A solicitor who turned a ‘blind eye’ to an early release pension scam has failed to convince the High Court he should be allowed to stay on the roll.

Robert John Metcalfe appealed the decision of the Solicitors Disciplinary Tribunal in September 2019 to strike him off after a finding of dishonesty in relation to his role in the schemes.

Metcalfe appealed both the finding and the sanction in the High Court but this week lost his challenge, with Mr Justice Murray fully accepting the tribunal’s findings and ruling that the strike-off decision was justified.

The judge said that if Metcalfe had questioned his clients properly and diligently about the scheme, he would have discovered the early pension release aspect. Instead he turned a ‘blind eye’ to the arrangements because they were to his financial benefit.

Royal Courts of Justice

Mr Justice Murray said the tribunal was entitled to find that the lawyer had acted dishonestly

Source: Michael Cross

The judge added: ‘It was open to the SDT to conclude that Mr Metcalfe’s decision not to speak to his clients about the transactions was deliberate, motivated by a desire to avoid learning something that he would rather not know.’

The court heard that Metcalfe, who was admitted to the roll in 2000, set up his own practice under the name RMJ Solicitors and based the firm in Liverpool. He was alleged to have acted in relation to a number of investment schemes, loans or other transactions which were dubious, risky or bore the hallmarks of early release pension scams.

The tribunal said he ought to have been ‘extremely concerned’ that all his clients’ instructions had come to him through the ultimate beneficiary of the funds transferred. He could and should have been in direct contact with his clients but was found to have ‘no regard’ for them.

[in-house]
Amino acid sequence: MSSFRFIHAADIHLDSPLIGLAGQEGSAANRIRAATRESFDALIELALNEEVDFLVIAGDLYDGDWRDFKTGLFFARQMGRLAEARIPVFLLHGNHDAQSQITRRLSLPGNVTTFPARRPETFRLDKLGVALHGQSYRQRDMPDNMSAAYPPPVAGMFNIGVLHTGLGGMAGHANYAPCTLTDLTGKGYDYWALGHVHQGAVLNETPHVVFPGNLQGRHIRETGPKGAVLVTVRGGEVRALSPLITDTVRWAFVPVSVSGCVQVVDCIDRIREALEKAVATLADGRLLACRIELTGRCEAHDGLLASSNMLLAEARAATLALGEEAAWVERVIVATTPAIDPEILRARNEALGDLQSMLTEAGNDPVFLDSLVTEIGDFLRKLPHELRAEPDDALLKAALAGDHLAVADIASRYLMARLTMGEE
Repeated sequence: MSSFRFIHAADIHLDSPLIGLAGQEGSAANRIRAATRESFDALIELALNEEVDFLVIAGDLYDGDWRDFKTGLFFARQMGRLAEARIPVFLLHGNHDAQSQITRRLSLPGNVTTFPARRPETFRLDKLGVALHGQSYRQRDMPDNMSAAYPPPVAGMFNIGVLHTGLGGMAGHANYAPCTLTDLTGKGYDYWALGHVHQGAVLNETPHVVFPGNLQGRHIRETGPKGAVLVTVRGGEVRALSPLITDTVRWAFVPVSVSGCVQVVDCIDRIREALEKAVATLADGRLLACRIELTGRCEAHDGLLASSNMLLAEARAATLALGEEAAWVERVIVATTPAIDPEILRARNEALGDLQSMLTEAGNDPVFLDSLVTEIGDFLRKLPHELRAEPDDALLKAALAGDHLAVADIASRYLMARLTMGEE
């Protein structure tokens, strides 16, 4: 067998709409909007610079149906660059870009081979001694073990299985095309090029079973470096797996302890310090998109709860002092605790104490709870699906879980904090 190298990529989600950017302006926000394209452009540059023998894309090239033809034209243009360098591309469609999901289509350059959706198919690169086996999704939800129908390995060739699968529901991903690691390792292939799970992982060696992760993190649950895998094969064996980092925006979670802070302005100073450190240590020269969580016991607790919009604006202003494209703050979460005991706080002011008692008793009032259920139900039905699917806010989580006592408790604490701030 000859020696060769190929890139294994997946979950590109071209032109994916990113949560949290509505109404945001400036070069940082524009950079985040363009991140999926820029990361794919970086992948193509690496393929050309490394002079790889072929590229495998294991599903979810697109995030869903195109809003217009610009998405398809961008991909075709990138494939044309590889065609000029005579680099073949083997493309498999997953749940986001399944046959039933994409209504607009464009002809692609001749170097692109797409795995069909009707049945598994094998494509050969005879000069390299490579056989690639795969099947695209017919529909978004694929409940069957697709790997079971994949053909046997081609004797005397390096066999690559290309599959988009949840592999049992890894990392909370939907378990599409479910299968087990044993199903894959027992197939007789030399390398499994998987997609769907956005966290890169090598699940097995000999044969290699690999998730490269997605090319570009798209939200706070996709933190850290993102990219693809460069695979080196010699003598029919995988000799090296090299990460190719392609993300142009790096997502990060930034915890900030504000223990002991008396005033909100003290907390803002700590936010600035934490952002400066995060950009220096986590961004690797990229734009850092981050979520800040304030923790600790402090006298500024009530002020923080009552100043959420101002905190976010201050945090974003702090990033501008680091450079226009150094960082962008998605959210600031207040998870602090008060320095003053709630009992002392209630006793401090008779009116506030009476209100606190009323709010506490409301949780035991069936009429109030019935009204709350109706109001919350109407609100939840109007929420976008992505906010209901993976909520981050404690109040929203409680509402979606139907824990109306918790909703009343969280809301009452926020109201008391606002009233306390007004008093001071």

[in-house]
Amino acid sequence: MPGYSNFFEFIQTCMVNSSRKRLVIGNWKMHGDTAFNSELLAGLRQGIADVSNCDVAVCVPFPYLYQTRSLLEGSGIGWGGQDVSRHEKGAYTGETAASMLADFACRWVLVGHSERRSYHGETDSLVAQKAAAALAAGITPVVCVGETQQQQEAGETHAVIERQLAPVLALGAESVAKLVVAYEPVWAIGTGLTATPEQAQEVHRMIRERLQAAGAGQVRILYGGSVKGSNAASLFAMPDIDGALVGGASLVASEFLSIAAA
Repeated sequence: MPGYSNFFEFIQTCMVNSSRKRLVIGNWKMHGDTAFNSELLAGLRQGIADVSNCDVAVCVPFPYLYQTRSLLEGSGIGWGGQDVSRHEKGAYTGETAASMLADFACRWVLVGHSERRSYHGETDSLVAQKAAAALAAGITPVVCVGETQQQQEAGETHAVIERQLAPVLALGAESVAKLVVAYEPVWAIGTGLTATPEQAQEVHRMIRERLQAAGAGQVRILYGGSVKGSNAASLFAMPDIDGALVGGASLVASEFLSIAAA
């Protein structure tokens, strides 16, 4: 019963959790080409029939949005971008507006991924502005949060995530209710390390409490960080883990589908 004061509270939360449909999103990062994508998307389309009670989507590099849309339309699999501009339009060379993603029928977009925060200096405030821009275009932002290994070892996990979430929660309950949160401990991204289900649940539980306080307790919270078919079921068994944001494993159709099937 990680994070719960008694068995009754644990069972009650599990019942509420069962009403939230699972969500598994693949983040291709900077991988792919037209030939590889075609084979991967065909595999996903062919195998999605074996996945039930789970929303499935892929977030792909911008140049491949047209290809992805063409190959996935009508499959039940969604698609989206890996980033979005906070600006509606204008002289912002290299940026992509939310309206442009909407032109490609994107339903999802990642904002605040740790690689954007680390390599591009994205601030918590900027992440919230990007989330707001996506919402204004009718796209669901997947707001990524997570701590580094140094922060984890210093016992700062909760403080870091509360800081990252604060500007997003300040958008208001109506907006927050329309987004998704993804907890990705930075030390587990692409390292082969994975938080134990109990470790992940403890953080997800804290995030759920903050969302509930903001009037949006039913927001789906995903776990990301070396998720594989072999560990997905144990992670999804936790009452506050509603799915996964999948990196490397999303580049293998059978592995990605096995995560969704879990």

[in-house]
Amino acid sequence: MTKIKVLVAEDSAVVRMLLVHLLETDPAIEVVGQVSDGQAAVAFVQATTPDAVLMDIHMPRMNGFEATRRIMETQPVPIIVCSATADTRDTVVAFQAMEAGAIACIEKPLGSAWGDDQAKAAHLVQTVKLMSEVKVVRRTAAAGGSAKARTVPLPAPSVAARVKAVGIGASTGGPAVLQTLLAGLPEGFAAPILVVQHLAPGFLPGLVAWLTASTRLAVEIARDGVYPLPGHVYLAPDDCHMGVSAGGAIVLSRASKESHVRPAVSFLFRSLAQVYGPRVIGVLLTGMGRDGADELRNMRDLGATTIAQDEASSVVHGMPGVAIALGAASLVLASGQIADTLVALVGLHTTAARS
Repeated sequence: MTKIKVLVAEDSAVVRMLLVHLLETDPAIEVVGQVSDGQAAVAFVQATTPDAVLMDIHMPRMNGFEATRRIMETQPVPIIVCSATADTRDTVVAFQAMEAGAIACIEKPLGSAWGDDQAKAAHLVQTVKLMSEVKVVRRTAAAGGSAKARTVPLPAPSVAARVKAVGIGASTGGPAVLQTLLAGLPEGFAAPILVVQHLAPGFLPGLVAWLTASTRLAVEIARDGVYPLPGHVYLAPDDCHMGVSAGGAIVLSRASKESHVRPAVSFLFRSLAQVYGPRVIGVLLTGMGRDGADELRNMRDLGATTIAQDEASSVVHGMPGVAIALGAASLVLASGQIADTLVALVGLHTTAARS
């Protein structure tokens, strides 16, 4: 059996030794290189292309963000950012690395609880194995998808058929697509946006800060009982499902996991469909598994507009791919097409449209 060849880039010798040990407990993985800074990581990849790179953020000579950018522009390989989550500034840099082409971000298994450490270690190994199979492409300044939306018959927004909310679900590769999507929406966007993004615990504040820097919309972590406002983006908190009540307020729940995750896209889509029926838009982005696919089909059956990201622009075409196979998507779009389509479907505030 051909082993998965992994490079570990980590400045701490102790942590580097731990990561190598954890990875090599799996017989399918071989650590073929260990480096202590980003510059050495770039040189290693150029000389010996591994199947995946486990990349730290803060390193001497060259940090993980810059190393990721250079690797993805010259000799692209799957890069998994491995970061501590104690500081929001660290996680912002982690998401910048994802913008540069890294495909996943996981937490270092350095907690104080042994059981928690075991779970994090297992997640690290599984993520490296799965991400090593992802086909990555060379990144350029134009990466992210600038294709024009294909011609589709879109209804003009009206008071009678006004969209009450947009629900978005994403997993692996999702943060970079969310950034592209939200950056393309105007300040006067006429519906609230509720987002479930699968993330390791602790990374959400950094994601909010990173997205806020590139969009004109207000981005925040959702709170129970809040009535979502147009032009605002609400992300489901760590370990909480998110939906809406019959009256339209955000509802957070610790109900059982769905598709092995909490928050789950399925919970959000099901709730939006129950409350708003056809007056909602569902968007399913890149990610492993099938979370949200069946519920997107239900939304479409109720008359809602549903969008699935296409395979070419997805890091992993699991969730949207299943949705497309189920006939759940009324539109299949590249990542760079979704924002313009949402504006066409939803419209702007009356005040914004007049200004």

Instead his only function was to process paperwork and receive and distribute funds, and his involvement was to lend credibility to the transactions. The tribunal found it ‘extremely troubling’ that he appeared to have no concern that he had no copies of the loan or investment documents.

On appeal, Metcalfe said there was no proof that the transactions he was involved with were fraudulent, and none of the clients made any complaint along those lines. While the SDT may have considered that Metcalfe’s involvement in the transactions was ‘grubby work’, there was nothing on the facts to suggest he acted dishonestly.

Murray J rejected the suggestion that the tribunal needed to find the scheme fraudulent to prove Metcalfe had been dishonest, adding: ‘It was enough that the transactions bore clear and obvious hallmarks of fraud and that Mr Metcalfe had deliberately turned a blind eye to those hallmarks.’

The judge said there were no exceptional circumstances justifying anything other than a strike-off, and he upheld the SDT’s order for £30,573 costs.